April 03, 2024

Undulating Clouds

Last evening around 6 PM I was enjoying a run with my dog around Seattle's Magnuson Park and noticed some amazing clouds.

The bottom of the cloud deck was distorted by strange waves and structures.  So unusual that several people sent me pictures and the nearby National Weather Service office posted some pictures (see some samples below).

Picture courtesy of the NWS Seattle Office

Picture provided by John McBride

These stunning clouds have an impressive name: Undulatus Asperatus.   Often they are simply called Asperitas clouds.

You can get another perspective on these clouds from the SpaceNeedle PanoCam at 6 PM.   Pretty scary!


Or you can view from space, using the NOAA/NWS GOES satellite at 35,000 km above the surface (I have placed a red arrow pointing to Seattle's Magnuson Park),    You can see the massive cloud shield of a frontal system moving in at this time.  And a lot of wave-like undulations in the clouds.


Asperitas clouds are one of the newest additions to the cloud classification system, joining its more familiar cousins about a decade ago.

The limited research that I have seen suggests that Asperitas clouds are associated with atmospheric gravity waves, waves in the atmosphere analogous to water waves on the ocean surface.   These waves can distort the base of clouds in impressive ways.

Yesterday, during the late afternoon, a frontal system was moving in and winds aloft had strengthened.  Looking at the Seattle PanoCam a few hours before (4:30 PM) showed many lenticular clouds in the sky (they look like flying saucers!).  Clearly, there was a lot of wave activity aloft:  a sky full of waves produced by the Olympics interacting with the strengthening flow.


Here is a schematic of such mountain waves.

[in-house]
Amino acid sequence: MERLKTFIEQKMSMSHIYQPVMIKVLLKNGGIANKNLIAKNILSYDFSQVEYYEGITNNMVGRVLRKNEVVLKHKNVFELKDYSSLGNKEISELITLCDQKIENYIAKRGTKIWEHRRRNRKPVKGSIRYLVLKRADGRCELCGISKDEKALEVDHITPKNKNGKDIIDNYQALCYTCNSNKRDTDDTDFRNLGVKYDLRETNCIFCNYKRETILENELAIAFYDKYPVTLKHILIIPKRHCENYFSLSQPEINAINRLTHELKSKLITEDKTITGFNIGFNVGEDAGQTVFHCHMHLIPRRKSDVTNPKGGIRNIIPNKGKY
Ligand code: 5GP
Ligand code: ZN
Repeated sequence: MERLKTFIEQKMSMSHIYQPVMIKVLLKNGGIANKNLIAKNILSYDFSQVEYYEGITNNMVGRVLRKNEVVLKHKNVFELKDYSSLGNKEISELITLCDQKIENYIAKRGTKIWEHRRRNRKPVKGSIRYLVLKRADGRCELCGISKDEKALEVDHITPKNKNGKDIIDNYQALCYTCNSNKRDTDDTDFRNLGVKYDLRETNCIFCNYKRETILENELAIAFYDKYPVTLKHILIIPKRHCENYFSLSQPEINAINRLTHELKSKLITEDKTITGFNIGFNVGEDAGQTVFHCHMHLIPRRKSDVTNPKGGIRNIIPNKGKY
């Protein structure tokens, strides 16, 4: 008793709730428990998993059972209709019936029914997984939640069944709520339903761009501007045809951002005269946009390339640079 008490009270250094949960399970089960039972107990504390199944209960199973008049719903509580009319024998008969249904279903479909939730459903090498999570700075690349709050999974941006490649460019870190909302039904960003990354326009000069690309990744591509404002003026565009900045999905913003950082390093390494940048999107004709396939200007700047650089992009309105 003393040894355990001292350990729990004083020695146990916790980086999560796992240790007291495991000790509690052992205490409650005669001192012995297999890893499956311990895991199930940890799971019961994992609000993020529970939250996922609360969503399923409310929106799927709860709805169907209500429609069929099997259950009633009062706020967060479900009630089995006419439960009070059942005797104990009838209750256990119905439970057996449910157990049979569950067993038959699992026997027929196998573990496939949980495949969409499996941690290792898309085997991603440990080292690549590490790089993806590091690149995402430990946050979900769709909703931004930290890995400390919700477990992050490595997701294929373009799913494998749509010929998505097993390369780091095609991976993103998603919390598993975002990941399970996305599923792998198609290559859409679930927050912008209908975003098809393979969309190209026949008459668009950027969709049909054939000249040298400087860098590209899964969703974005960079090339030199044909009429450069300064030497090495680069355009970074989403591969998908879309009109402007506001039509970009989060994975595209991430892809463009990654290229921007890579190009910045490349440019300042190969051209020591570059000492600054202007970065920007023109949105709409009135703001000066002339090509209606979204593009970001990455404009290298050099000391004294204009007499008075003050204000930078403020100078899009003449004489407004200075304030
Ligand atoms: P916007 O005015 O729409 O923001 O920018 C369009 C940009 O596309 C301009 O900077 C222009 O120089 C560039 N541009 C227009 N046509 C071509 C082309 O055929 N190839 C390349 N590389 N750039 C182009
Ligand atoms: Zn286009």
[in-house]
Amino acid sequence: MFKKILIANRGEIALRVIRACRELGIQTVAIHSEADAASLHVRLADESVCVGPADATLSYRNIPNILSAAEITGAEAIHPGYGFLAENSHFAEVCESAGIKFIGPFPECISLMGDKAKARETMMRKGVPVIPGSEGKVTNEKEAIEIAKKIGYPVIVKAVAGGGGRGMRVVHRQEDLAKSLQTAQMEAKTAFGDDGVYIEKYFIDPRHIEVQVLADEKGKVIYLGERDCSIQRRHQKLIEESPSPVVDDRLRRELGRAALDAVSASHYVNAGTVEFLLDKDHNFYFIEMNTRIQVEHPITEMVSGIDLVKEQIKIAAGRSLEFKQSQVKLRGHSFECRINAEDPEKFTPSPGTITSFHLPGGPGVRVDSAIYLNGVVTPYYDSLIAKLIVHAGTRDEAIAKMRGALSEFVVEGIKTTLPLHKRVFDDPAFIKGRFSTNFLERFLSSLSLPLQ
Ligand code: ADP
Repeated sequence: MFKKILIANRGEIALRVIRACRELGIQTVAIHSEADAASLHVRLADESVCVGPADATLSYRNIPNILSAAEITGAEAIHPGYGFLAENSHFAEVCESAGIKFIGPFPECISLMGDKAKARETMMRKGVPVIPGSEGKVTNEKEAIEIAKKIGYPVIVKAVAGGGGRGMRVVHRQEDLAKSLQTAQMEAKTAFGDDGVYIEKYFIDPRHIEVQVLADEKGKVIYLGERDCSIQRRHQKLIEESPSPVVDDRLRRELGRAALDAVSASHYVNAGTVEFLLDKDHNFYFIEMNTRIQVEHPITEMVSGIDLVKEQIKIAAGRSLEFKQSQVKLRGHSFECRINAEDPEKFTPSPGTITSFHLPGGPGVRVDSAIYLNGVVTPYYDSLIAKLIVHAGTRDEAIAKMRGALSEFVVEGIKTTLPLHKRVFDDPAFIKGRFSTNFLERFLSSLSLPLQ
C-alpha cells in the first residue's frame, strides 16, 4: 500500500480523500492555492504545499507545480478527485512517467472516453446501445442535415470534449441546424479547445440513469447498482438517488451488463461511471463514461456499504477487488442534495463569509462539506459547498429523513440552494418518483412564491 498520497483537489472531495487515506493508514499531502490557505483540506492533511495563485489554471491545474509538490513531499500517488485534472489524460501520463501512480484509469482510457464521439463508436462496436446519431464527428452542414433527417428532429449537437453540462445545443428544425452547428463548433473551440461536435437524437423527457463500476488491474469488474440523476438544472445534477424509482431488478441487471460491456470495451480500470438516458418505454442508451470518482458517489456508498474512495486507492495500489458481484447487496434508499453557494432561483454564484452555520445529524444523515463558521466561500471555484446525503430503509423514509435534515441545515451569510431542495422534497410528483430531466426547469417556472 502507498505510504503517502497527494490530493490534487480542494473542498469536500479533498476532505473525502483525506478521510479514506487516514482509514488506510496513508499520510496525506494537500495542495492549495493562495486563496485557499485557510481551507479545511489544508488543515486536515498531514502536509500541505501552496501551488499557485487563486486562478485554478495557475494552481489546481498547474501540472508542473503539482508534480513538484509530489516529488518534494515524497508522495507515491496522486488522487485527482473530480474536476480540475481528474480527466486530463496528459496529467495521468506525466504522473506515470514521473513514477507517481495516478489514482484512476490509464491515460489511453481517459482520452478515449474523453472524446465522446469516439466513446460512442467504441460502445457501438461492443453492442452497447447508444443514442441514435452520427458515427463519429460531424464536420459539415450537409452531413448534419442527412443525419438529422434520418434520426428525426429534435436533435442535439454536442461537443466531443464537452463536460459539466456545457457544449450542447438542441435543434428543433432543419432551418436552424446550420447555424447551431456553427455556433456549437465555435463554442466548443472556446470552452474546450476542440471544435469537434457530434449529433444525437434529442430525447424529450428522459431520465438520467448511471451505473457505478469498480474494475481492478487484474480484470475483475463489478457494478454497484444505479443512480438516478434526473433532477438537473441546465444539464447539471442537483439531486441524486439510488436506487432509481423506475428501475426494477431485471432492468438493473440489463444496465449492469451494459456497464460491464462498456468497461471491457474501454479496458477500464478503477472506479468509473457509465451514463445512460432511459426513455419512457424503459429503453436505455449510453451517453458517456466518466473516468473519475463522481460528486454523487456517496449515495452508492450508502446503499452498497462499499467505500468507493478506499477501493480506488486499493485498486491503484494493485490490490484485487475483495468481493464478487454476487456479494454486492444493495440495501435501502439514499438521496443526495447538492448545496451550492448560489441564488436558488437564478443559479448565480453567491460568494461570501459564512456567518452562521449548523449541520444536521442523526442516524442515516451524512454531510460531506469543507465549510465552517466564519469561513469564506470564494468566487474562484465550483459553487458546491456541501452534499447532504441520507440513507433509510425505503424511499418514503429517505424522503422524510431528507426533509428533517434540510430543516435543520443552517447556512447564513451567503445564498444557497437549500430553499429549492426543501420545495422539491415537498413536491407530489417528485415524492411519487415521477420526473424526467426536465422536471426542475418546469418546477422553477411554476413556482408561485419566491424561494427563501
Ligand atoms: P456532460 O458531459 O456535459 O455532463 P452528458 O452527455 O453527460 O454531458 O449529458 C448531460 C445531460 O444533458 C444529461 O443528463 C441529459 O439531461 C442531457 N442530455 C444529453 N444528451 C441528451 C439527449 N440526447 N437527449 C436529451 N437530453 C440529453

As the front came through, the clouds associated with the frontal motions were distorted by all the mountain waves downstream of the Olympics, producing an impressive show of Asperitas clouds.

I think this is a plausible hypothesis of what happened, but certainly interested in other ideas.







8 comments:

  1. Yesterday evening, as I looked East from Everett, towards the Cascades...massive, beautiful cloud formations were dominating the view...one formation was very much like the representation of a Mushroom cloud , suggesting an Atomic bomb!..The top was rising quite high, perhaps 25-30 thousand feet. I anticipated eventual thunderstorm activity--no such luck!

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    1. Of course! Northwest thunderstorm predictions usually disappoint. It's the thing I miss most about East Coast living, on par with swimming in the ocean, crickets, katydids, and flaming orange maples in the fall.

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  2. It would be interesting to find out what your physics professors think of the gravity wave theory. My limited understanding of gravity waves is that they are typically measured in proton level distances bending space-time over several kilometers using LIGO installations in a interferometer method. Something this noticeable to our naked eye probably is fluid mechanics element associated more with the motion of the air over the terrain at certain velocities being less turbulent and causing these effects.

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    1. tharrylock.... you are thinking about the wrong gravity waves. I am talking about ATMOSPHERIC GRAVITY WAVES in which the restoring force of gravity is central. Look it up..cliff mass

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  3. I guess I am with tharrylock. I get that you are just relating to us what meteorologists have decided to call this phenomenon, so not criticizing you at all, but the name suggests that the undulations in the cloud thickness are caused by undulations in the gravitational force, which is most definitely not what is happening here.

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    1. No...not implying that at all. Gravity waves are a well-known atmospheric phenomenon. Gravity is the restoring force. You are confusing another field of study.

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    2. Ocean waves are another example of gravity waves by this definition. Gravity waves by the cosmologist's definition, propagating undulations of a gravitational field, require very sophisticated equipment to detect (e.g., LIGO).

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  4. In Arlington that night there was 1very impressive lighting strike that occurred, was very impressive for western washington

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